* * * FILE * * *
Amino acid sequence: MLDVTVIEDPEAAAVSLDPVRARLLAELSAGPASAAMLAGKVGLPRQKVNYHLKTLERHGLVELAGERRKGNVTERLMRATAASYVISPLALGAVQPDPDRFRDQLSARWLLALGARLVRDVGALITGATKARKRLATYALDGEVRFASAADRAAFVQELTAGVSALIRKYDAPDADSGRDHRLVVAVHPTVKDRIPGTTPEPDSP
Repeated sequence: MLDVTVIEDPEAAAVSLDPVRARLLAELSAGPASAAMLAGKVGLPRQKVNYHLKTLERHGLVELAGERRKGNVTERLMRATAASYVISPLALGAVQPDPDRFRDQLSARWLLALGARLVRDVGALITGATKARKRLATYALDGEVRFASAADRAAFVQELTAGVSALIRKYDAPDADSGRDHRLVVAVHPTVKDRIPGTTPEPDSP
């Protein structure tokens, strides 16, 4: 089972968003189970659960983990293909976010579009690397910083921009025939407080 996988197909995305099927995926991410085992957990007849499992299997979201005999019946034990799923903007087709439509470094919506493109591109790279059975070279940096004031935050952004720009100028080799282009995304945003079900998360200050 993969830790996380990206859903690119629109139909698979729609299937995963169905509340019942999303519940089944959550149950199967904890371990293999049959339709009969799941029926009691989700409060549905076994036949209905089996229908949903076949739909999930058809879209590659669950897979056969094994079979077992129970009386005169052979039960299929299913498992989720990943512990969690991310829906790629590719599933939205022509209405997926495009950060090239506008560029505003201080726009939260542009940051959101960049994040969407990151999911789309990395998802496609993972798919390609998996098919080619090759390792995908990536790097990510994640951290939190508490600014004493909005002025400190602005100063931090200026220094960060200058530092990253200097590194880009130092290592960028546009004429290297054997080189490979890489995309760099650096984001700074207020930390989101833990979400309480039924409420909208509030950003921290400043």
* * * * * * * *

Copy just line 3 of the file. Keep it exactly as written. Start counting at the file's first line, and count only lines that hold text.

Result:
């Protein structure tokens, strides 16, 4: 089972968003189970659960983990293909976010579009690397910083921009025939407080 996988197909995305099927995926991410085992957990007849499992299997979201005999019946034990799923903007087709439509470094919506493109591109790279059975070279940096004031935050952004720009100028080799282009995304945003079900998360200050 993969830790996380990206859903690119629109139909698979729609299937995963169905509340019942999303519940089944959550149950199967904890371990293999049959339709009969799941029926009691989700409060549905076994036949209905089996229908949903076949739909999930058809879209590659669950897979056969094994079979077992129970009386005169052979039960299929299913498992989720990943512990969690991310829906790629590719599933939205022509209405997926495009950060090239506008560029505003201080726009939260542009940051959101960049994040969407990151999911789309990395998802496609993972798919390609998996098919080619090759390792995908990536790097990510994640951290939190508490600014004493909005002025400190602005100063931090200026220094960060200058530092990253200097590194880009130092290592960028546009004429290297054997080189490979890489995309760099650096984001700074207020930390989101833990979400309480039924409420909208509030950003921290400043």